[Tweeters] pheasants in Skagit County

Gary Bletsch garybletsch at yahoo.com
Mon Dec 12 07:30:38 PST 2016

Dear Tweeters,
It always surprises me when I see the Ring-necked Pheasant on an eBird checklist for Skagit County. There have been many of those lately, mostly coming from the Game Range at Wylie Slough. At Wylie, hapless pheasants are kept in pens, visible on the right as one drives in.
This species does not appear to breed in the wild or semi-wild anywhere in Skagit County. As far as I can tell, virtually all Ring-necked Pheasants here are birds that have been released so that hunters can kill them. The remainder are birds that have escaped from pheasant fanciers. All of the sightings that I have had of this species in Skagit County, going back to 1989, have been birds at or near release sites, or birds near farms where they were raised by pheasant fanciers. The latter include birds near Lyman, where the late Mr. Ken Byerly raised them until about fifteen years ago, and Sedro-Woolley, where gallinaceous birds were raised by a man who lived on the east edge of town.
I have never seen a brood of pheasants in the wild in Skagit County. I don't know of anyone who has. If we start seeing them, and they persist for a decade or so, we might consider the population viable. Until then, it seems reasonable to leave these birds off the eBird checklists.
The Smith, Mattocks, and Cassidy breeding bird atlas came out in 1997; it does show a tiny handful of open circles from Skagit, but those were all records of "possible breeding evidence." That is, someone saw a Ring-necked Pheasant in the breeding season. That just means a bird eluded the hunters for a few extra months. The book also shows a shaded area of appropriate habitat, but as far as I know, the birds never established a viable population--at least, not one that was capable of surviving hunting season after hunting season. Survivors of a hunting season would be supplanted with additional releases the following year, making for the appearance of a continuing wild population. The book shows that there was breeding in coastal Whatcom County, but that area is separated from Skagit by a long stretch of dense coastal forest along Chuckanut.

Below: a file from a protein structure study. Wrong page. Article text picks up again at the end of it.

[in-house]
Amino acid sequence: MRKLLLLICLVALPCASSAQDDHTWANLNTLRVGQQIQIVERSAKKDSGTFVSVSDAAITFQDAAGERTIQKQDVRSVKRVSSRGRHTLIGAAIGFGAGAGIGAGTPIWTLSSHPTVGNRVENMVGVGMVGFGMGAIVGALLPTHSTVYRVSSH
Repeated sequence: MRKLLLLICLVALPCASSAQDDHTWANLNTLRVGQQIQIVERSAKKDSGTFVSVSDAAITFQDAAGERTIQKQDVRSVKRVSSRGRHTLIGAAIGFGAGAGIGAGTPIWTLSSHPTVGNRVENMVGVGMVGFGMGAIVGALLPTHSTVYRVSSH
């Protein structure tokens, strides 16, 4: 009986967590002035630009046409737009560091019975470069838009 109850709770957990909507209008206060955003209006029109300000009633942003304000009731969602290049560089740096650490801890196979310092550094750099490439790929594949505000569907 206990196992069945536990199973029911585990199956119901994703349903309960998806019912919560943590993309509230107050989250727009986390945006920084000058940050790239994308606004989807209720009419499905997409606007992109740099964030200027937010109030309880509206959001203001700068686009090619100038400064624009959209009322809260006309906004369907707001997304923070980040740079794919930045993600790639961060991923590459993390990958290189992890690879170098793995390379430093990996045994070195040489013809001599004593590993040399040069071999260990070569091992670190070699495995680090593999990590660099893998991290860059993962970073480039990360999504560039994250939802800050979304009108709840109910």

Perhaps years ago, when Bobwhites were also released here, there might have been some self-supporting populations of pheasants in Skagit County, but that is all history now. In my opinion, a birder in Skagit might as well count chickens, Muscovy Ducks, Toulouse geese, guinea fowl, and escaped psitticines and canaries. Those birds are as much a part of our wild avifauna as is the pheasant.

Yours truly,
Gary Bletsch

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